What games work well in the language learning class?

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What games work well in the language learning class?

Author: Gemma Fanning, EAL Specialist

Brewster, Ellis and Girard (2012) discuss the idea of playing Bingo or Dominoes as games for connecting various curriculum areas. Brewster explains that playing games like these can be a support for learning target vocabulary: for example, he notes that playing a Dominoes game before or after reading, where learners can either match the words or the pictures together as they listen, is an excellent way to learn the target language. Perhaps, for example, you might be studying human skeleton vocabulary in the game and making connections to the class book (possibly Funny Bones), with learners encouraged to explore the theme of bones and skeletons by listening to the story. 

Brewster et al also give the example of using the book Princess Smartypants, which is suitable for older children, to explore the theme of gender stereotypes. The teacher might read the book and introduce a ‘classifying’ game, where the learners write descriptions of the characters using the three headings: A Typical Princess, A Typical Prince, Not Typical. Learners can then read other descriptions and decide which classification they might be: usually wears beautiful clothes, is usually handsome, likes riding horses, likes to rescue princesses, and so on. This type of game can be adapted for any other lesson – for example, to discuss people, events or cultures.

Barrier games, which require students to give and receive information over a barrier, as explained by Scott (2012), can also prove very useful. They allow learners to develop their speaking skills by asking questions in the target language. For example, Scott suggests offering each student a different, yet similar, picture, and asking the students to find out what is different in the other students’ pictures, by posing targeted questions. Scott believes that these games are not only useful for small group support sessions, but also, with adequate differentiation, suitable for the mainstream classroom. 

You might also like to use Top Trumps Cards (see a free downloadable example by clicking on the buttons above and below the article) – a trading card game that shares common themes. Mitchell (2016) discusses the idea of using revision Top Trumps, which can be adapted for revising topics or used for classroom content language. Each card will present a list of data, which can be adapted for the language around that topic. One idea for developing the use of the cards further is to see which group of students can find the most interesting facts about the topic. The language focus can be related to vocabulary and/or the present or past simple in the third person.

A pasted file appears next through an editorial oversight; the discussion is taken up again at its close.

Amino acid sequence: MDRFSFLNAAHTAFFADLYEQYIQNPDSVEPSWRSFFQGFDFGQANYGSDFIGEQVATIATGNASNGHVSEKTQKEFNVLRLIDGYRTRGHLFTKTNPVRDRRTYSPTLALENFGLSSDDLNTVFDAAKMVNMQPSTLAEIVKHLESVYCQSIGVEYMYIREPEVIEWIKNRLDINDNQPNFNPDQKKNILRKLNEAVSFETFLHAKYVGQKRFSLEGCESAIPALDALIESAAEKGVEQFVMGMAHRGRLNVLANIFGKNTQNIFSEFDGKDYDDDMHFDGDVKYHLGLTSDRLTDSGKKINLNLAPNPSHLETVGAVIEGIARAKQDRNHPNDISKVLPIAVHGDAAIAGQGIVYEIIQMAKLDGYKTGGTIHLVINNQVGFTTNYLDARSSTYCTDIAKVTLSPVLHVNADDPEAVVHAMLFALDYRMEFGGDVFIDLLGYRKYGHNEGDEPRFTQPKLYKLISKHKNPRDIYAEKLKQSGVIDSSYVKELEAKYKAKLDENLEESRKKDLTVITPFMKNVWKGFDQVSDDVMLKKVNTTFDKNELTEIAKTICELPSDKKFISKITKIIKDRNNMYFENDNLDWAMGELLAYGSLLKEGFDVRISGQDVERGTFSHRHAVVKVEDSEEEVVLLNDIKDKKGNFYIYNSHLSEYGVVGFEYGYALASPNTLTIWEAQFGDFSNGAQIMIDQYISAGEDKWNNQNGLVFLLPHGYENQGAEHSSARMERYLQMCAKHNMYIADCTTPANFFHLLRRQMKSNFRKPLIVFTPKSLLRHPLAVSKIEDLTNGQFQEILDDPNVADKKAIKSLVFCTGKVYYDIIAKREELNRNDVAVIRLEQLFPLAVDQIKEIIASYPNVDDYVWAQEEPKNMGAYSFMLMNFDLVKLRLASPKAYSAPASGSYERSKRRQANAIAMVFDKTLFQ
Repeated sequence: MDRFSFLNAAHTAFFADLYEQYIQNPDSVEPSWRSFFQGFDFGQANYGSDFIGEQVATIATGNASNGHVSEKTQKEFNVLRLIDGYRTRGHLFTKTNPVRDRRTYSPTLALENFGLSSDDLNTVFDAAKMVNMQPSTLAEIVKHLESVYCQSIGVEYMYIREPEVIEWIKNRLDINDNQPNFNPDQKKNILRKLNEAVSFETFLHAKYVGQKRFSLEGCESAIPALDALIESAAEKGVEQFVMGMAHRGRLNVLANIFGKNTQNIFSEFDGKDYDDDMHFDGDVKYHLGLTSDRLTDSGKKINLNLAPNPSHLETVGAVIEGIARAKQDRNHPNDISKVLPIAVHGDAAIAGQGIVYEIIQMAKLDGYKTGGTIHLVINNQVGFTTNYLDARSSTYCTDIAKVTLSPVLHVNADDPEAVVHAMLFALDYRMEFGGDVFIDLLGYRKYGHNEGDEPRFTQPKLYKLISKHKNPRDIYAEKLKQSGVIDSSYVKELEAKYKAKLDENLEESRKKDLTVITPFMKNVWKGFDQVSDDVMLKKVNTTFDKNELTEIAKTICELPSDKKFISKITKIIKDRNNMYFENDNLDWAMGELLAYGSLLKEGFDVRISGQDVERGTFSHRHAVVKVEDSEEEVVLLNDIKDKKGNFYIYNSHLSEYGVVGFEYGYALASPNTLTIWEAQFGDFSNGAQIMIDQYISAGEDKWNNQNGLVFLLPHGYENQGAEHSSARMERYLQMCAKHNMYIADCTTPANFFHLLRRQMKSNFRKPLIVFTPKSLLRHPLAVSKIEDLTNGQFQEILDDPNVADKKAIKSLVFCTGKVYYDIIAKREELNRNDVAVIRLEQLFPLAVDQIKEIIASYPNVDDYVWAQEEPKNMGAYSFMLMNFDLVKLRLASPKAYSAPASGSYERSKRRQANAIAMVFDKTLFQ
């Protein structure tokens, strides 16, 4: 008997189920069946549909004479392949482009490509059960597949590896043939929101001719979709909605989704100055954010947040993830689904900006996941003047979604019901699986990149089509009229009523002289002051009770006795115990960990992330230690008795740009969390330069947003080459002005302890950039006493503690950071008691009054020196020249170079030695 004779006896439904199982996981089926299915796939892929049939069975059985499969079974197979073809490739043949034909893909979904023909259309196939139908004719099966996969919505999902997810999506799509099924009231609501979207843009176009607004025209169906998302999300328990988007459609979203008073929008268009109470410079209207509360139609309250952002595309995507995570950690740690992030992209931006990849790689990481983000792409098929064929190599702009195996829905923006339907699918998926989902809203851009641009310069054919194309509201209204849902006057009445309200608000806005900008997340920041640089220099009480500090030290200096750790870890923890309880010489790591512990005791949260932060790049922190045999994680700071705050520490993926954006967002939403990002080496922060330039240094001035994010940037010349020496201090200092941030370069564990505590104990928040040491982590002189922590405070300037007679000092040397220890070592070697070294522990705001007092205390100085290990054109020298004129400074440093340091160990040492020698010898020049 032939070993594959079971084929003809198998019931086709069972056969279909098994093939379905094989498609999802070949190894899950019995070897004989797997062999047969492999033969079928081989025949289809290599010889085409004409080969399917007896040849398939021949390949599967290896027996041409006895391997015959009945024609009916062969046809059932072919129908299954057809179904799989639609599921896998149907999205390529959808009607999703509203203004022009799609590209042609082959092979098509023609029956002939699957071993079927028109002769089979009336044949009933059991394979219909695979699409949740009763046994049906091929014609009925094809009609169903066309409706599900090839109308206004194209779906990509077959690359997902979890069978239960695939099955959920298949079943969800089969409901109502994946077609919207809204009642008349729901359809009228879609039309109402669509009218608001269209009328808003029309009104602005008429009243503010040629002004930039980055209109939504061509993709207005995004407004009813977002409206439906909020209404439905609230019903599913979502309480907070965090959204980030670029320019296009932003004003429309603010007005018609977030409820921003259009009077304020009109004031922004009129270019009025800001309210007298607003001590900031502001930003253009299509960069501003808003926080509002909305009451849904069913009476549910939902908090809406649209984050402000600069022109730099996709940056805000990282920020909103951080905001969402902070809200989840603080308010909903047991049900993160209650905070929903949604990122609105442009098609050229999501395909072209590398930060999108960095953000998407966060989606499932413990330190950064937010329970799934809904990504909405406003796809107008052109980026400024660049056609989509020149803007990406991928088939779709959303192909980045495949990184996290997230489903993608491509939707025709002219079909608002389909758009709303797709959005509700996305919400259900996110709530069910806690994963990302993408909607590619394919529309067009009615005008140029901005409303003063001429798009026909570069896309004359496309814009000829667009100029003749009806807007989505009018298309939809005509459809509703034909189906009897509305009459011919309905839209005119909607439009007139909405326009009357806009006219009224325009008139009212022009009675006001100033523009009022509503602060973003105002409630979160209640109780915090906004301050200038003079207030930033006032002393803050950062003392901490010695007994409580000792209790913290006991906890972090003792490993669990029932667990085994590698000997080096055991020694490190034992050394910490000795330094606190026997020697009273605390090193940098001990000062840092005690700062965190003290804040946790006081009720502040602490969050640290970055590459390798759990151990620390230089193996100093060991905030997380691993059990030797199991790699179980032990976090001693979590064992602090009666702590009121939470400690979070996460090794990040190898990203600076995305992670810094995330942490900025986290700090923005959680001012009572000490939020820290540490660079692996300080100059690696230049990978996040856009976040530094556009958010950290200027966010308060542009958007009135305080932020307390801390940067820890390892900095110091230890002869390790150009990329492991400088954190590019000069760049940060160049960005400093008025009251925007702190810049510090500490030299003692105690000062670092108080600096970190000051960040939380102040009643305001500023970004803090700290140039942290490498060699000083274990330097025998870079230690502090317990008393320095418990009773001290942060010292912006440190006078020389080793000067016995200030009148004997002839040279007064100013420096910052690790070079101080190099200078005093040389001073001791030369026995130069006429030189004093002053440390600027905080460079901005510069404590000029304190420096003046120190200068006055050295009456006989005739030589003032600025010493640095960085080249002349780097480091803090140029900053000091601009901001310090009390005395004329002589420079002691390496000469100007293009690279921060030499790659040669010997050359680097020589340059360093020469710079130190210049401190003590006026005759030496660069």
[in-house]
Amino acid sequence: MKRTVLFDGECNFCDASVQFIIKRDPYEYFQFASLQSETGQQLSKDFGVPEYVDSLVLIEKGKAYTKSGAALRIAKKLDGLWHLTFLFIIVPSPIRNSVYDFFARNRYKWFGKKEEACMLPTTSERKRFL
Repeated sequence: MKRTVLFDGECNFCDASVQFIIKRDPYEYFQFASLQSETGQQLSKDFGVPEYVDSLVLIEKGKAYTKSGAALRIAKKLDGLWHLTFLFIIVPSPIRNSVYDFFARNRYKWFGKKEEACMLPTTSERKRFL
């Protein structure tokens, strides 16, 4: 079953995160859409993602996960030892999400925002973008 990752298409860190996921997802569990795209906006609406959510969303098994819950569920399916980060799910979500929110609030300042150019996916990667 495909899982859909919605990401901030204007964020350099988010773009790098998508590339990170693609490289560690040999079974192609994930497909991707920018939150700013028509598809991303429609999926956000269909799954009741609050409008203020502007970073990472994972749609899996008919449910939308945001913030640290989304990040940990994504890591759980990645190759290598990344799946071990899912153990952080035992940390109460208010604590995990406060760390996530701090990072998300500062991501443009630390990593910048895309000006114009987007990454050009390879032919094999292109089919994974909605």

Top Trumps: how to play

Split the learners into groups and give each learner two cards. They must read the information on the cards and identify one or two interesting facts about each item shown. Learners then construct a sentence. The next learner must repeat the sentence and add their own sentence, to form a sentence chain. At the end of the game, each group reports back on how many interesting facts they were able to find. There are many other ways you can adapt and use these cards, depending on the level of your group. 


Finally, another idea is to use a simple noughts and crosses game. Thompson (2017) explains that this game is particularly popular with teenagers and is best used as either a starter, filler or plenary activity. The teacher draws a grid on the board and puts in topics related to something you have been studying in class, for example, Geography. The learners then select a category and answer the question, for example, ‘What is the capital of Australia?’. You can adapt this to work on grammar points: if you have the word ‘preposition’ on the board, you can ask the students to supply the missing preposition in a sentence, such as “He is … the computer”. If the student supplies the correct preposition, they ‘win’ that box in the game and get to put in a nought or a cross, as appropriate. 

 

References:

Brewster, J., Ellis, G., and Girard, D. (2002). The Primary English Teacher’s Guide. Harlow: Pearson Education Limited.

Mitchell, J (2016). 100 Ideas for Secondary Teachers: Revision. London: Bloomsbury.

Scott, C (2012) . Teaching English as an Additional Language, 5-11: A Whole School Resource File. London: Routledge.

Thomson, K. “Noughts and Crosses Quiz Game” Teaching English. British Council BBC. British Council, n.d. Web. 23 Apr. 2017.

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